On March 27, 2012, during a speech in Naypyidaw, Min Aung Hlaing defended the military's continued role in national politics.[5][7] On April 3, 2012, the Government of Myanmar announced that Min Aung Hlaing had been promoted to vice-senior general, the second highest rank in the Armed Forces of Myanmar.[5] He was promoted to senior general in March 2013.

CriticismEdit

The UNHRC reported that Min Aung Hlaing's soldiers have been deliberately targeting civilians in Northern states of Myanmar and have been doing "systemic discrimination” and human rights violations against minority communities in Rakhine State.[8] In particular, he has been accused of ethnic cleansing against the Rohingya people.[9] These human rights violations could amount to genocide, crimes against humanity, and war crimes.[10]

Facebook banned Min Aung Hlaing from its platform along with 19 other top Burmese officials and organisations to prevent further heated ethnic and religious tensions in Myanmar. This action followed a UN investigation's report that certain military leaders in Myanmar be investigated and prosecuted for genocide over a crackdown on Rohingya Muslims.[11][12]

Awards and decorationsEdit

  •   The Most Exalted Order of the White Elephant, Knight Grand Cross (1st Class), Thailand[13]
  •   The Most Noble Order of the Crown of Thailand, Knight Grand Cross (1st Class), Thailand[14]
  •   The Most Gallant Order of Military Service, Gallant Commander of the Malaysian Armed Forces (Darjah Panglima Gagah Angkatan Tentera), Honorary Malaysian Armed Forces Order for Valor (1st Degree), Malaysia


ReferencesEdit

  1. ^ "Constitution of the Republic of the Union of Myanmar (2008)" (PDF). www.burmalibrary.org. Retrieved 3 July 2019.
  2. ^ a b c d "Vice-Senior General Min Aung Hlaing, Tatmadaw Commander-in-Chief". Alternative Asean Network. Archived from the original on 27 August 2018. Retrieved 27 August 2018. Cite uses deprecated parameter |deadurl= (help)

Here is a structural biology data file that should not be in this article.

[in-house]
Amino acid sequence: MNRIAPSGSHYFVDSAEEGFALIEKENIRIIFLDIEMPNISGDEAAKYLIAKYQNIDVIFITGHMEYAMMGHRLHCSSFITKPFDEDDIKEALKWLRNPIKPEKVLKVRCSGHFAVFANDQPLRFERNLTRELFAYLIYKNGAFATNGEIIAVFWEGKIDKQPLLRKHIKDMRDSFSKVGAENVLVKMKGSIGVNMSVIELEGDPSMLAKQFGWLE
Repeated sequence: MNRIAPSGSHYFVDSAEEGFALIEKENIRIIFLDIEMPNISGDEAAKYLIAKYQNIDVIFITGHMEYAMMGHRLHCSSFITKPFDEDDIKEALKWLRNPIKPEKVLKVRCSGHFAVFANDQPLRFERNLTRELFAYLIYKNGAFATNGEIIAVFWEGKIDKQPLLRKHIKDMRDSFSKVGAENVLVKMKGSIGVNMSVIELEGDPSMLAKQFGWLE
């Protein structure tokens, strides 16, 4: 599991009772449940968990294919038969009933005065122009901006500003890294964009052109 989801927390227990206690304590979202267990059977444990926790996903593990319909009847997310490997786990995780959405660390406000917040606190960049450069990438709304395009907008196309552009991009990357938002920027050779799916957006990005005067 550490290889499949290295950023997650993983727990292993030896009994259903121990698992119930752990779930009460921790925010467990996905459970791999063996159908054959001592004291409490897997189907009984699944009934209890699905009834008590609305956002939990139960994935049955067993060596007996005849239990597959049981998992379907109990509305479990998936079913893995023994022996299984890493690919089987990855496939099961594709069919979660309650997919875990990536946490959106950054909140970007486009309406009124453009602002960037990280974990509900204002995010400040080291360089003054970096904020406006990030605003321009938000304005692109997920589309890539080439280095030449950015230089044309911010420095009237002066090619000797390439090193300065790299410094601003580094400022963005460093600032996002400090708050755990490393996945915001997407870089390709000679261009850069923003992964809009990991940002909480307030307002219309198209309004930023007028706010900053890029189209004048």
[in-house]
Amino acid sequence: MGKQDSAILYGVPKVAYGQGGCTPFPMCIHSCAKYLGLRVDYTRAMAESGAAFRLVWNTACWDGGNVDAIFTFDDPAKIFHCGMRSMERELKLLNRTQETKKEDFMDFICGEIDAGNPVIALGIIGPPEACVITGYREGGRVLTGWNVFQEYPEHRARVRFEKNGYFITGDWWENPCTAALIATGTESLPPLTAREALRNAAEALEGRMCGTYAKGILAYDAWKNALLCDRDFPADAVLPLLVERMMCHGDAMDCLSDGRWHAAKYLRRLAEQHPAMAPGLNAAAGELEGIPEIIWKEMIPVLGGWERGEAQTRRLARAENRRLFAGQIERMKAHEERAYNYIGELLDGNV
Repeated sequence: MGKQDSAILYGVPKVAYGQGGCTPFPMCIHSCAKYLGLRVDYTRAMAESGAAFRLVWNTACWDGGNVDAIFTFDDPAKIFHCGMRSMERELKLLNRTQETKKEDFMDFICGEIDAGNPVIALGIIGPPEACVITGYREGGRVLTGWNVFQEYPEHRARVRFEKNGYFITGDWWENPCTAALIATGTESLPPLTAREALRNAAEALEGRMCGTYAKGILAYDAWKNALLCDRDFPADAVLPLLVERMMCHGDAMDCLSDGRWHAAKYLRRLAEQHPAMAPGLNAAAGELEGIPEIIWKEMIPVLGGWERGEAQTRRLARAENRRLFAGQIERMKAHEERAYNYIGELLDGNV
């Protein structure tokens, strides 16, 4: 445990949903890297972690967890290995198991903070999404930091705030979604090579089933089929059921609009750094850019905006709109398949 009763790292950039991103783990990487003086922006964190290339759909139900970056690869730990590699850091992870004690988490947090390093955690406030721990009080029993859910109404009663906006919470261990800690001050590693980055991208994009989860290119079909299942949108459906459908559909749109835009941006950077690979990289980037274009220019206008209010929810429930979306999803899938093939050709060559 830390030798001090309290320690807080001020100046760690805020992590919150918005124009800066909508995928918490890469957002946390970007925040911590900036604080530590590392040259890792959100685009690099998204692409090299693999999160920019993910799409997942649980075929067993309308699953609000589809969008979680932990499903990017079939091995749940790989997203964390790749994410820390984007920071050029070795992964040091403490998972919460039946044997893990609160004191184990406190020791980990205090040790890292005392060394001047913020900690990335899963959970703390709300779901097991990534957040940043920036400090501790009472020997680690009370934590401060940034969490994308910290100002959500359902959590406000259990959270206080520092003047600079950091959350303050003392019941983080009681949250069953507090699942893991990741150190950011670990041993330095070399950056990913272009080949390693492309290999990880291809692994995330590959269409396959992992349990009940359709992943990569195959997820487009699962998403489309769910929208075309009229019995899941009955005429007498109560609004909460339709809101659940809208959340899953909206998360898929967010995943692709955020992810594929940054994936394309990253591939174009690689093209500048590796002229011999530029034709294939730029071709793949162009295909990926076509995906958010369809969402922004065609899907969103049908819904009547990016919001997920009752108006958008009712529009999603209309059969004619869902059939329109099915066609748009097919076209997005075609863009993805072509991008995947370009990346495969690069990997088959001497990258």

3. ^ မင်းအောင်လှိုင်, ဗိုလ်ချုပ်မှူးကြီး (2 April 2011). "တပ်မတော်ကာကွယ်ရေးဦးစီးချုပ်သစ်နှင့် အမေရိကန် မြန်မာ တပ်မတော်နှစ်ရပ် ဆက်ဆံရေး – အပိုင်း (၁)". VOA news Burmese.
  4. ^ Barron, Laignee (2017-11-03). "Meet Min Aung Hlaing, the Chief of Myanmar's Notorious Military". Time. Retrieved 18 April 2018.
  5. ^ a b c d David Paquette, "Min Aung Hlaing Appointed Vice-Senior General", The Irrawaddy, April 3, 2012.
  6. ^ "New commander in chief of defence services: General Min Aung Hlaing", Mizzima, March 30, 2011.
  7. ^ Aye Aye Win, "Myanmar general defends military's political role", Associated Press, March 27, 2012.
  8. ^ Section, United Nations News Service (2016-06-20). "UN News – Myanmar must address 'serious' human rights violations against minorities – UN rights chief". UN News Service Section. Retrieved 2017-10-08.
  9. ^ Farmaner, Mark (13 September 2017). "Only One Person Can Stop Ethnic Cleansing In Myanmar, And It Isn't Aung San Suu Kyi". Huffington Post.
  10. ^ "Burma's Military Milestone". Human Rights Watch. 30 March 2015. Retrieved 27 August 2018.
  11. ^ "Facebook bans Myanmar army chief over rights abuses". The Times of India. 27 August 2018. Retrieved 27 August 2018.
  12. ^ "Facebook bans Myanmar Army Chief Min Aung Hlaing, 19 others over rights abuses". News Nation. 27 August 2018. Retrieved 27 August 2018.
  13. ^ "Thailand decorates Myanmar's army chief amid Rohingya crisis". Reuters. 2018-02-17. Retrieved 2019-06-01.
  14. ^ "Burmese Military Chief Receives Top Thai Honor". The Irrawaddy. 2013-05-31. Retrieved 2019-06-01.